American Nurses Association Should Not Support Assisted Suicide

Opinion   |   Marianne Linane   |   Dec 5, 2012   |   8:15PM   |   Washington, DC

The National Association of Pro-life Nurses (NAPN) has responded to ANA’s call for public comments on their proposed document “Active Euthanasia and Assisted Suicide.” 

As an organization dedicated to the preservation of ethical standards in the nursing profession, NAPN finds the document an unnecessary change from the current position.  While the document makes several good statements regarding respect for the patient, any accommodation to the legalization of assisted suicide/euthanasia has no place in the medical profession.  Nurses are healers, not killers, and legalization of the practice will not make it ethical.

The document cites as one resource for their study the pro-euthanasia organization, Compassion in Choices.  The use of organizations as resources which have as their primary focus the legalization of these practices does not lend to the credibility of the document.  There are other sources for the same statistics that could have been cited.

NAPN notes that the current statement of the ANA position on assisted suicide and euthanasia does not require any revision.  Sadly, even that document, which declined to endorse assisted suicide/euthanasia, was not sufficient for the ANA to come to the protection of the life of Terri Schiavo who was not in the process of dying as food and hydration were withdrawn from her in order to assure her death.  In their official statement, the ANA sided with the controversial determination that Ms. Schiavo was in a persistent vegetative state and as such, the proper decision was reached in the withdrawing of nutrition and hydration based on some unsubstantiated statements she supposedly made regarding the care she would have wanted under such circumstances.  The stated position of the ANA does not translate into life-affirming actions on the part of the ANA.  The absence of activity to protect the life of patients speaks volumes and it would be naïve to think that the new document would produce any different action on the part of the ANA.

The main objection of NAPN to the document is the lack of any real protection for the conscience rights of nurses.  As an organization which has been involved in the defense of exercise of these rights, it is distressing to us that the professional organization which purports to represent nurses has been absent in the defense of these nurses in spite of any platitudes to the contrary.  Yes, limits outlined in the document do exist, but it seems unlikely that the ANA will come to the defense of the nurse who declines to participate when it has not done so in the practice of abortion.  More than once at the state level where conscience protections were being considered for legislation, the state affiliate of the ANA has testified, not on behalf of the nurses, but on behalf of those who would force them to violate their conscience.  Where are the protections for those in the medical profession who would object to participating in the omission of care for Terri Schiavo?   The ANA remained silent when President Obama rescinded the conscience protections which were put in place in the waning months of the Bush administration.  Such actions lead one to question just who the ANA actually represents.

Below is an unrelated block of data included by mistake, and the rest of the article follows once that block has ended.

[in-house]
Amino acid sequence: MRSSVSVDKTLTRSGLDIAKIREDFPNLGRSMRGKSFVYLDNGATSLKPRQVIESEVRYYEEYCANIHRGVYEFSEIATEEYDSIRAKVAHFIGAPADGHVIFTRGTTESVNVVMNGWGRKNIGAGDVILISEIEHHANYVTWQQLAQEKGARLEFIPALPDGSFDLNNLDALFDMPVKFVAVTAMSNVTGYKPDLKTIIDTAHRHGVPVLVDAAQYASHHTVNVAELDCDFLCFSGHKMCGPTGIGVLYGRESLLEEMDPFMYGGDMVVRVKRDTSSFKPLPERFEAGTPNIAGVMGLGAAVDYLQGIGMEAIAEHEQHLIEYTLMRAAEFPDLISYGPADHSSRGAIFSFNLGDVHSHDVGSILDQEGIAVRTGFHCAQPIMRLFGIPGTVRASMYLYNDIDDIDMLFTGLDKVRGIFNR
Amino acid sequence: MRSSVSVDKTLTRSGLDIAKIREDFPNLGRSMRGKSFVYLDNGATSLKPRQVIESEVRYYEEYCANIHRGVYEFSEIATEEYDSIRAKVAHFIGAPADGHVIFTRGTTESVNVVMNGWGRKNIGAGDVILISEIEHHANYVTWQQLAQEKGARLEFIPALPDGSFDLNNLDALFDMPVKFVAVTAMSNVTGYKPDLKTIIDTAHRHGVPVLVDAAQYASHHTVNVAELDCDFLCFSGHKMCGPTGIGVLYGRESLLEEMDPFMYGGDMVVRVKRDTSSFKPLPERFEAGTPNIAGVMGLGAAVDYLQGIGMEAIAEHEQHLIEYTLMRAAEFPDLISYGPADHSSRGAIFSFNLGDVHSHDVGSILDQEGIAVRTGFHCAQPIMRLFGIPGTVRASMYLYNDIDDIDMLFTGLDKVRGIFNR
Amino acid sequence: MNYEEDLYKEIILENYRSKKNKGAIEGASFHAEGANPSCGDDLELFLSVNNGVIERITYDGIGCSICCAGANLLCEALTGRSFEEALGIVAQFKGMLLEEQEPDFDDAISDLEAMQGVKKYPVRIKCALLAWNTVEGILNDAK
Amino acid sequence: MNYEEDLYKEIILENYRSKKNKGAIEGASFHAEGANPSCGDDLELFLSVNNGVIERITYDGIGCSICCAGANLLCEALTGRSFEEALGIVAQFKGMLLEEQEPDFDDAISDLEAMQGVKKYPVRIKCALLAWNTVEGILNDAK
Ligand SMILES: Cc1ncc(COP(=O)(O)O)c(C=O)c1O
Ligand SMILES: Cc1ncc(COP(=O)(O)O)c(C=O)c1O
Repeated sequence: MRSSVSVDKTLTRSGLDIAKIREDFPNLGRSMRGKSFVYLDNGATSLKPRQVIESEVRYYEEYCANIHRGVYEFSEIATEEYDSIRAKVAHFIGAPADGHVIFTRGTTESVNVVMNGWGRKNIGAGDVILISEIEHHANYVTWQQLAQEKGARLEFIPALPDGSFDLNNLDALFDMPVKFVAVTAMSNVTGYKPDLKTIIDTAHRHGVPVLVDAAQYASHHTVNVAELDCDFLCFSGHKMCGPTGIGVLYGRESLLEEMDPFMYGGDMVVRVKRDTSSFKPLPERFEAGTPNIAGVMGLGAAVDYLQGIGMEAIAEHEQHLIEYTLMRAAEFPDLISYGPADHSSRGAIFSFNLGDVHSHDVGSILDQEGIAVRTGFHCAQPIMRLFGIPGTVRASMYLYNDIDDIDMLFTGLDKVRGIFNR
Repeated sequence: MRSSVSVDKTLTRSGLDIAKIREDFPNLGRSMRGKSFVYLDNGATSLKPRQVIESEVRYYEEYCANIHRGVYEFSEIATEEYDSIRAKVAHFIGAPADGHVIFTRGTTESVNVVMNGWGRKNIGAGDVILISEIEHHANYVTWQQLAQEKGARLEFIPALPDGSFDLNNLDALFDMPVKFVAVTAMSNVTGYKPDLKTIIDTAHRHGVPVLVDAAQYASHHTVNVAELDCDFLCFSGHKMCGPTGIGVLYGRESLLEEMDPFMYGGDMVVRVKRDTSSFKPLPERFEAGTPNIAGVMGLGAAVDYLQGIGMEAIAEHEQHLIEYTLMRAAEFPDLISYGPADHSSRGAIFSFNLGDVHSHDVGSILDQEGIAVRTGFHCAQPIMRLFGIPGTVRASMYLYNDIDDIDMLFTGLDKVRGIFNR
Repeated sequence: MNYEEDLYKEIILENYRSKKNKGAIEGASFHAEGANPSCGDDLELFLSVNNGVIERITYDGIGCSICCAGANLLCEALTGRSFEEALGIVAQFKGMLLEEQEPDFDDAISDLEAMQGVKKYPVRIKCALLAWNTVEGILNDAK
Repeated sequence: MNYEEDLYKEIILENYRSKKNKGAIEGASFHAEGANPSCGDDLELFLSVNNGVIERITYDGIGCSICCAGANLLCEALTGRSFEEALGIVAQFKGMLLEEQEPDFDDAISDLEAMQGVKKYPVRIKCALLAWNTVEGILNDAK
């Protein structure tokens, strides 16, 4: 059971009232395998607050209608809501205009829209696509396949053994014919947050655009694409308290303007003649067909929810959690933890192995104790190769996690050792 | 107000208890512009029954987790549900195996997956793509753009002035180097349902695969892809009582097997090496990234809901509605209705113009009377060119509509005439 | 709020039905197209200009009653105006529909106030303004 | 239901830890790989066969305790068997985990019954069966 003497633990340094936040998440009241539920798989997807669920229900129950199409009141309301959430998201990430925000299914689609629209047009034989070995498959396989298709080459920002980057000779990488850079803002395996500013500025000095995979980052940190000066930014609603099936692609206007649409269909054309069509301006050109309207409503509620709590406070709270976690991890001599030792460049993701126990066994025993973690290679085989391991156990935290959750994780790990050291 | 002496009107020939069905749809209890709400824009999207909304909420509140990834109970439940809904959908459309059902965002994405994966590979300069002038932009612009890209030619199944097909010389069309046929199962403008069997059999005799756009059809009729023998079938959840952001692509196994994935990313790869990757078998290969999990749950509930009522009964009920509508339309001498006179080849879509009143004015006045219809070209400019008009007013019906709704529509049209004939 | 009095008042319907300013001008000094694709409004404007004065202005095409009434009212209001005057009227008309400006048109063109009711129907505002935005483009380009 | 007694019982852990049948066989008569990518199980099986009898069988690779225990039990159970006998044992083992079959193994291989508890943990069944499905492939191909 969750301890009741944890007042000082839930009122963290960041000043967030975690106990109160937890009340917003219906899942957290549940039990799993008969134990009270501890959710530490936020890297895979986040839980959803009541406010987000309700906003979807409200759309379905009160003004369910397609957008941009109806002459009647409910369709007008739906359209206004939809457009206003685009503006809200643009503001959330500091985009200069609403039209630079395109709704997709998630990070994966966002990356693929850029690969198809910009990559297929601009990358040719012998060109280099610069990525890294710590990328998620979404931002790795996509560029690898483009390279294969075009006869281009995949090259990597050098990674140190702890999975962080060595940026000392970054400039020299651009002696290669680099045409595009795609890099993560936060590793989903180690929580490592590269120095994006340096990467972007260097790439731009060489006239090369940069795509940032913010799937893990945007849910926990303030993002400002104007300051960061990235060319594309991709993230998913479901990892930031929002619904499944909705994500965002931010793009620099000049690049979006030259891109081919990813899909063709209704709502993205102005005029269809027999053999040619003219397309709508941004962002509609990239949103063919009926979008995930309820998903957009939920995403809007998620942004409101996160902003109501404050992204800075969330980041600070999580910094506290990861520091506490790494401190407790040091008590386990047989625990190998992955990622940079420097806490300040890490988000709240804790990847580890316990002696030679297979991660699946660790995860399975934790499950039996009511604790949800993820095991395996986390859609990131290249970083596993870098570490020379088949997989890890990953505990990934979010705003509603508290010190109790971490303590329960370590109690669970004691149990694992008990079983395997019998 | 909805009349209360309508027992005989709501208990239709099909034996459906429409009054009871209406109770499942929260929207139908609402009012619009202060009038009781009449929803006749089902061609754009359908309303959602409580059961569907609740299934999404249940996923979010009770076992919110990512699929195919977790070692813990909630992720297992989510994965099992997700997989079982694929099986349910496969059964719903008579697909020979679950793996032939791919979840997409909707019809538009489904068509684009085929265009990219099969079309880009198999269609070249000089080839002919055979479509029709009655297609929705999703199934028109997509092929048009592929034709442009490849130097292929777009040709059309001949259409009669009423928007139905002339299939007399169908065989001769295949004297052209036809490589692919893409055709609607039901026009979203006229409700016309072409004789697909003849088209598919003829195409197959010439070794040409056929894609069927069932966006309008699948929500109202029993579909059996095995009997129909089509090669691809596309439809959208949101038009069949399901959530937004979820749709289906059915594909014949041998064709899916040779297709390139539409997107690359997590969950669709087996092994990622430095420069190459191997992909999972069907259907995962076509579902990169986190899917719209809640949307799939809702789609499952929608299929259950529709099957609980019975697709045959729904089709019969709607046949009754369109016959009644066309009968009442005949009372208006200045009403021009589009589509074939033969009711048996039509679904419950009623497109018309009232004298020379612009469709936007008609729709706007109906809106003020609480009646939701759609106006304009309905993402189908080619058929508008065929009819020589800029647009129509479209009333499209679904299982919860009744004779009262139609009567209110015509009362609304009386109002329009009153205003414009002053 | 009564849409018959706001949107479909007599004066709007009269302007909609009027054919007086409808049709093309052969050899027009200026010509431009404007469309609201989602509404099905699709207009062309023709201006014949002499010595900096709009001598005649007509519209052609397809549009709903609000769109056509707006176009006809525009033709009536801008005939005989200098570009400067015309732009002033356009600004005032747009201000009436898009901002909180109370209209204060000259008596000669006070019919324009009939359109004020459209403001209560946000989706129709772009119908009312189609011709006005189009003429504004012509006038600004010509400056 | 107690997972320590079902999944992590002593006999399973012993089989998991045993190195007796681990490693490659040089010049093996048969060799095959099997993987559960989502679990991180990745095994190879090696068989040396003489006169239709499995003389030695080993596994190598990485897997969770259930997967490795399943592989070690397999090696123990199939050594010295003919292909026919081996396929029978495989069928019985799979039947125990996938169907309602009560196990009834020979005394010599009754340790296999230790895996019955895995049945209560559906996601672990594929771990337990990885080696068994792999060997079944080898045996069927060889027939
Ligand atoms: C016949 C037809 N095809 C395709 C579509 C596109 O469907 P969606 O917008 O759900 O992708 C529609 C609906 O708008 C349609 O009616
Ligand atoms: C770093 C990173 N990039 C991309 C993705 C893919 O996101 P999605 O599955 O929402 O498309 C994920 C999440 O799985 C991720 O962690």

Lastly, it should be noted that the ANA position of support for the highly politicized Patient Protection and Affordable Care Act further clouds the stated position of the ANA.  Support for an act which promotes wholesale practice of abortion and provides for a Patient Advisory Board which would limit treatment is counter to the stated position of the ANA.  The ANA cannot have it both ways.  You cannot make high minded statements to the public and then act in a manner contradictory to these statements and retain your credibility.

We pro-life nurses feel abandoned with regard to the protection of our conscience rights in the workplace.  In spite of the position statement of ANA supporting a nurse’s right to be exempt from participating in procedures which transgress her moral principles, they have been absent in the defense of nurses such as Cathy Cenzon-DeCarlo in New York in her dispute with Mt. Sinai Hospital for forcing her to choose between her conscience and her job.  They were in absentia in the defense of the twelve nurses in New Jersey who were told they must participate in abortion or lose their jobs.  In spite of platitudes in their statement, it has not translated into action.  Nurses deserve better representation.

LifeNews Note: Marianne Linane is the Executive Director of the National Association of Pro-life Nurses.  She holds a Masters Degree in Bioethics from Trinity International University in Deerfield, Illinois.